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The Policy of Polygamy

Nauvoo, Illinois, house of Mormon prophet, Joseph Smith, Library of Congress
Question 

When did Joseph Smith abandon the policy of polygamy? How did he rationalize this shift in church policy?

Answer 

Joseph Smith never abandoned the practice of polygamy; however, in the February 1, 1844 issue of the Latter-day Saints newspaper Times and Seasons, Smith and his brother Hyrum, co-presidents of the church, did publish a notice stipulating that Hiram Brown, a church elder in Michigan, had been cut off from the church for "preaching Polygamy, and other false and corrupt doctrines."

The renowned scholar Richard L. Bushman, who identifies himself as a "believing historian," asserts that rather than indicating a shift in church policy, the February 1844 edict comported with Smith's sermons and public statements of the period. On the pulpit, Smith vigorously denounced "adultery fornication" and polygamy, while in private, he revealed to trustworthy individuals and small groups within the church a revelation he had experienced that served to encourage and sanctify plural marriages that had been commanded by God, drawing on Old Testament practices as precedents. Smith ritualized the practice of polygamy through the institution of "sealing" couples together by priests of the church for eternity, thus allowing them to procreate eternally and achieve celestial glory. Smith denounced as adulterous polygamous practices that had not been sanctified by the church. Bushman concedes, "The distinction between priesthood calls to take additional wives and unlicensed indulgence was clear to him [Smith] if not always to others."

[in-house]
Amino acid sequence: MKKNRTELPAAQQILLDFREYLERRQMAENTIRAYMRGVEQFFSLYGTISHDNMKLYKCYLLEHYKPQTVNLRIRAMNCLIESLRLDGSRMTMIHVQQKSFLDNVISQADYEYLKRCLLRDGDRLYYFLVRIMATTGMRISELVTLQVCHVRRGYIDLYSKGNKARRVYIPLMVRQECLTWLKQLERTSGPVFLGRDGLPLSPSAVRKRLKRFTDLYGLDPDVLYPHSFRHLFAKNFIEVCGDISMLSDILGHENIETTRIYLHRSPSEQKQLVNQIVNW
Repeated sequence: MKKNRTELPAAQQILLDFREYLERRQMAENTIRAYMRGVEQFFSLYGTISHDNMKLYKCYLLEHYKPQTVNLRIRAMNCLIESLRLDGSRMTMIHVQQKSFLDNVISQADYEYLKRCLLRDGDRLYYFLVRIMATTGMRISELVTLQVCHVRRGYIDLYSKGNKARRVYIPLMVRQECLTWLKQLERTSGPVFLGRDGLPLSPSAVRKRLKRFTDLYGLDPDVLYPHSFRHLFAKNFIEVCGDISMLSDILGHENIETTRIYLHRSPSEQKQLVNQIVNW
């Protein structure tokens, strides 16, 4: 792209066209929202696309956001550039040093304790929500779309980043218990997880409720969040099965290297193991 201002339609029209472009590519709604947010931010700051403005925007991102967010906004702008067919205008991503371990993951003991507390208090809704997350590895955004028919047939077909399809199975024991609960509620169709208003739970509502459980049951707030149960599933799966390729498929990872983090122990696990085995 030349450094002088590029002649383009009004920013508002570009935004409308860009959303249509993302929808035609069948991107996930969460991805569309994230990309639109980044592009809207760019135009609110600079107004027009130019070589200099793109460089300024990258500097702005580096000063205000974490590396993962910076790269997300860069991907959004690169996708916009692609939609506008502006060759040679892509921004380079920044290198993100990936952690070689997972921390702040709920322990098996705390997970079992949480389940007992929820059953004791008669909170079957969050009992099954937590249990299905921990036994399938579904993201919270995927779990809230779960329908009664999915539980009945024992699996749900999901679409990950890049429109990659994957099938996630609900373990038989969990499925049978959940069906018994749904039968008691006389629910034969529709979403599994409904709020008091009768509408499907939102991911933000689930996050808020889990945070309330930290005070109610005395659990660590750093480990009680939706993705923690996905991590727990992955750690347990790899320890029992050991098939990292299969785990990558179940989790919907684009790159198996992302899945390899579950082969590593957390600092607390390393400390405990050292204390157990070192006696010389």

John C. Bennett, the co-founder with Smith of the Latter-day Saint town of Nauvoo, Illinois, and its first mayor, had been excommunicated two years earlier after telling numerous women in the community "that illicit sexual intercourse was acceptable if kept secret," according to Bushman. The February 1844 edict implied an attempt to disassociate the church from such rogue missionaries as Bennett and Brown, especially during a period in which Smith had become a candidate for the presidency of the United States. The church doctrine of sanctified plural marriages was not acknowledged publicly until 1852, eight years after Smith's assassination. In 1890, due to pressure from the federal government, the church issued a manifesto announcing that it no longer sanctioned plural marriages. Subsequent edicts in 1904 and 1910 threatened excommunication to church members and priests who entered into or performed new plural marriages.

Bibliography 

Richard L. Bushman, with the assistance of Jed Woodworth, Joseph Smith: Rough Stone Rolling. New York: Knopf, 2005.

Donna Hill, Joseph Smith, The First Mormon. Salt Lake City, Utah: Signature Books, 1977.

Kathryn M. Daynes, More Wives Than One: Transformation of the Mormon Marriage System, 1840–1910. Urbana, Ill. and Chicago: University of Illinois Press, 2001.

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